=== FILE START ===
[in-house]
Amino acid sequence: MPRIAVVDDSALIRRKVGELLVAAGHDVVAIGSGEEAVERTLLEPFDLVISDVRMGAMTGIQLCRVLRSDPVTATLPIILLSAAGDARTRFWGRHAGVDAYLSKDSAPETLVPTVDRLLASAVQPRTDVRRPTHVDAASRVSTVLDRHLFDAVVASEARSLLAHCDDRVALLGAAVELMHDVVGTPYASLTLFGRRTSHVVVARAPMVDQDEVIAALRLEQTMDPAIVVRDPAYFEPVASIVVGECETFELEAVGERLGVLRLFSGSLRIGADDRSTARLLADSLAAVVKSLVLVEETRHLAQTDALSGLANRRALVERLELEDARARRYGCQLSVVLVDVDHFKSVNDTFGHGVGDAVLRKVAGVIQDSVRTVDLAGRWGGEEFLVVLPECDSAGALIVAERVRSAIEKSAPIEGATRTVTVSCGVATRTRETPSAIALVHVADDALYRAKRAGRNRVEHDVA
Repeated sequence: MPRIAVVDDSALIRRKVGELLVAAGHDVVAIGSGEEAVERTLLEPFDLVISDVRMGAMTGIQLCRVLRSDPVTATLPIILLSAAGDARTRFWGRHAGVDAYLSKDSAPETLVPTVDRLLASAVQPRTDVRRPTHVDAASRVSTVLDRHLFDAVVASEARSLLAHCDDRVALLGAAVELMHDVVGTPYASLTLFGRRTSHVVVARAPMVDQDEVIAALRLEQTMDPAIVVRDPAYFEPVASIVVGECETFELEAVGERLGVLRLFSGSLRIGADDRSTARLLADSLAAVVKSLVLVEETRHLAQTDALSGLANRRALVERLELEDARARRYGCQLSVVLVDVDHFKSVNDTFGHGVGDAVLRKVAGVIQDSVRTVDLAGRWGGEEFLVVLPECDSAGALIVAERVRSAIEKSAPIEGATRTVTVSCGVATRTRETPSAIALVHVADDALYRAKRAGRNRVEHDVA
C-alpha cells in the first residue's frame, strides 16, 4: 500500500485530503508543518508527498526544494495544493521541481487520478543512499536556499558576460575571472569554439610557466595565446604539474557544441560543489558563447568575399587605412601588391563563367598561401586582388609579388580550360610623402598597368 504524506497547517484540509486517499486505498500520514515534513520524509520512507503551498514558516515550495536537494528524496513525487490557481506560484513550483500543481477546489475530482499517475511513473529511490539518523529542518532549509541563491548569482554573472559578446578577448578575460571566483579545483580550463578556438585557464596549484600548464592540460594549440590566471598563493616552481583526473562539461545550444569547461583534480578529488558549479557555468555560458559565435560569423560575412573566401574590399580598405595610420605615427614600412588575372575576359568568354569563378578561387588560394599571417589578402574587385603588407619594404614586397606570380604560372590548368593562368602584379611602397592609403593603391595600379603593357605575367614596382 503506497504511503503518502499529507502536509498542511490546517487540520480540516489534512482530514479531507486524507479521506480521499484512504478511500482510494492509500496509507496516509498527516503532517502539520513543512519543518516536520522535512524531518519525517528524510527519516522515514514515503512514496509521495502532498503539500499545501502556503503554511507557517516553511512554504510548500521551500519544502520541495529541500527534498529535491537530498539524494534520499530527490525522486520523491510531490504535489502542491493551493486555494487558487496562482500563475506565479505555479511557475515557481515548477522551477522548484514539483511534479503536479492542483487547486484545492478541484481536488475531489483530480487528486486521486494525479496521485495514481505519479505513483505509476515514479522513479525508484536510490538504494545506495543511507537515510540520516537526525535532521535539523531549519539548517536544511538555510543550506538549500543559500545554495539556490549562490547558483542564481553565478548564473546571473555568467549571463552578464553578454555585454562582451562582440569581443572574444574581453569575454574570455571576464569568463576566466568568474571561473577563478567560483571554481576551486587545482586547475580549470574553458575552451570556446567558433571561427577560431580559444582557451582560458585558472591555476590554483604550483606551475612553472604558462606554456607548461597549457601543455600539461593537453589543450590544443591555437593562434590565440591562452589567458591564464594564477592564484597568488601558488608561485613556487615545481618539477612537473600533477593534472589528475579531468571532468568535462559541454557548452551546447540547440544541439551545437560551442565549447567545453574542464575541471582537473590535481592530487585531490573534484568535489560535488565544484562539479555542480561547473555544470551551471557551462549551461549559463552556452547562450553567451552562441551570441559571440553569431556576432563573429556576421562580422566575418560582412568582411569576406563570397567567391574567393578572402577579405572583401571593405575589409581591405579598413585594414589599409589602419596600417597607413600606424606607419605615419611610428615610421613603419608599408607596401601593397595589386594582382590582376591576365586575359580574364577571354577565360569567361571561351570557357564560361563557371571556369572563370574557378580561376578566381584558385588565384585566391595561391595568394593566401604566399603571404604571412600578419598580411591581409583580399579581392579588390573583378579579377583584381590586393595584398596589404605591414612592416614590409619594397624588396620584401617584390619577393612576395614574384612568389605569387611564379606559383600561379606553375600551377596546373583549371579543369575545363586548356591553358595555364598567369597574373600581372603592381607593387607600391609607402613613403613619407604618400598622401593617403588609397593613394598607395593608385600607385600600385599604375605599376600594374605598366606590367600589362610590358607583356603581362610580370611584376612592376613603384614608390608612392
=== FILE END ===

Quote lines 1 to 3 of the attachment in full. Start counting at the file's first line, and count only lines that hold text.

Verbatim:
[in-house]
Amino acid sequence: MPRIAVVDDSALIRRKVGELLVAAGHDVVAIGSGEEAVERTLLEPFDLVISDVRMGAMTGIQLCRVLRSDPVTATLPIILLSAAGDARTRFWGRHAGVDAYLSKDSAPETLVPTVDRLLASAVQPRTDVRRPTHVDAASRVSTVLDRHLFDAVVASEARSLLAHCDDRVALLGAAVELMHDVVGTPYASLTLFGRRTSHVVVARAPMVDQDEVIAALRLEQTMDPAIVVRDPAYFEPVASIVVGECETFELEAVGERLGVLRLFSGSLRIGADDRSTARLLADSLAAVVKSLVLVEETRHLAQTDALSGLANRRALVERLELEDARARRYGCQLSVVLVDVDHFKSVNDTFGHGVGDAVLRKVAGVIQDSVRTVDLAGRWGGEEFLVVLPECDSAGALIVAERVRSAIEKSAPIEGATRTVTVSCGVATRTRETPSAIALVHVADDALYRAKRAGRNRVEHDVA
Repeated sequence: MPRIAVVDDSALIRRKVGELLVAAGHDVVAIGSGEEAVERTLLEPFDLVISDVRMGAMTGIQLCRVLRSDPVTATLPIILLSAAGDARTRFWGRHAGVDAYLSKDSAPETLVPTVDRLLASAVQPRTDVRRPTHVDAASRVSTVLDRHLFDAVVASEARSLLAHCDDRVALLGAAVELMHDVVGTPYASLTLFGRRTSHVVVARAPMVDQDEVIAALRLEQTMDPAIVVRDPAYFEPVASIVVGECETFELEAVGERLGVLRLFSGSLRIGADDRSTARLLADSLAAVVKSLVLVEETRHLAQTDALSGLANRRALVERLELEDARARRYGCQLSVVLVDVDHFKSVNDTFGHGVGDAVLRKVAGVIQDSVRTVDLAGRWGGEEFLVVLPECDSAGALIVAERVRSAIEKSAPIEGATRTVTVSCGVATRTRETPSAIALVHVADDALYRAKRAGRNRVEHDVA